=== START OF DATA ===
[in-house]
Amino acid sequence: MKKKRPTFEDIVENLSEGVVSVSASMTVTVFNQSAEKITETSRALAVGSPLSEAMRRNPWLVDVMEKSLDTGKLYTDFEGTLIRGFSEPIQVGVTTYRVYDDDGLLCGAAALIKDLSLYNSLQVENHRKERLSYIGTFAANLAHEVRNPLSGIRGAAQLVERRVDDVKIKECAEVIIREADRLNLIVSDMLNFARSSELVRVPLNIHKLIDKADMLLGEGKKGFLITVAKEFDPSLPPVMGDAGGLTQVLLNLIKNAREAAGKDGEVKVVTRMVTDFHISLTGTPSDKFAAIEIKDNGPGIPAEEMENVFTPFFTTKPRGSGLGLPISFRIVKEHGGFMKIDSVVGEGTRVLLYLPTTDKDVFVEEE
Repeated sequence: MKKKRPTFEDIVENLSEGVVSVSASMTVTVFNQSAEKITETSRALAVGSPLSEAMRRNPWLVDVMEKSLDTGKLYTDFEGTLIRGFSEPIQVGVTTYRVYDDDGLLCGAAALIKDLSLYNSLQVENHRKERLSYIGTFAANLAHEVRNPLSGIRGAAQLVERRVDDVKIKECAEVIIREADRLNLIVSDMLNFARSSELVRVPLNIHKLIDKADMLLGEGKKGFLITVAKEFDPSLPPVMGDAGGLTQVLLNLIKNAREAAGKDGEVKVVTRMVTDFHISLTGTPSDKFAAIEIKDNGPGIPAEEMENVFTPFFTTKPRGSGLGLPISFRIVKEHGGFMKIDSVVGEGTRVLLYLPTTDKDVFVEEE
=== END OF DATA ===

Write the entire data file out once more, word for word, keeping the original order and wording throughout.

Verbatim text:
[in-house]
Amino acid sequence: MKKKRPTFEDIVENLSEGVVSVSASMTVTVFNQSAEKITETSRALAVGSPLSEAMRRNPWLVDVMEKSLDTGKLYTDFEGTLIRGFSEPIQVGVTTYRVYDDDGLLCGAAALIKDLSLYNSLQVENHRKERLSYIGTFAANLAHEVRNPLSGIRGAAQLVERRVDDVKIKECAEVIIREADRLNLIVSDMLNFARSSELVRVPLNIHKLIDKADMLLGEGKKGFLITVAKEFDPSLPPVMGDAGGLTQVLLNLIKNAREAAGKDGEVKVVTRMVTDFHISLTGTPSDKFAAIEIKDNGPGIPAEEMENVFTPFFTTKPRGSGLGLPISFRIVKEHGGFMKIDSVVGEGTRVLLYLPTTDKDVFVEEE
Repeated sequence: MKKKRPTFEDIVENLSEGVVSVSASMTVTVFNQSAEKITETSRALAVGSPLSEAMRRNPWLVDVMEKSLDTGKLYTDFEGTLIRGFSEPIQVGVTTYRVYDDDGLLCGAAALIKDLSLYNSLQVENHRKERLSYIGTFAANLAHEVRNPLSGIRGAAQLVERRVDDVKIKECAEVIIREADRLNLIVSDMLNFARSSELVRVPLNIHKLIDKADMLLGEGKKGFLITVAKEFDPSLPPVMGDAGGLTQVLLNLIKNAREAAGKDGEVKVVTRMVTDFHISLTGTPSDKFAAIEIKDNGPGIPAEEMENVFTPFFTTKPRGSGLGLPISFRIVKEHGGFMKIDSVVGEGTRVLLYLPTTDKDVFVEEE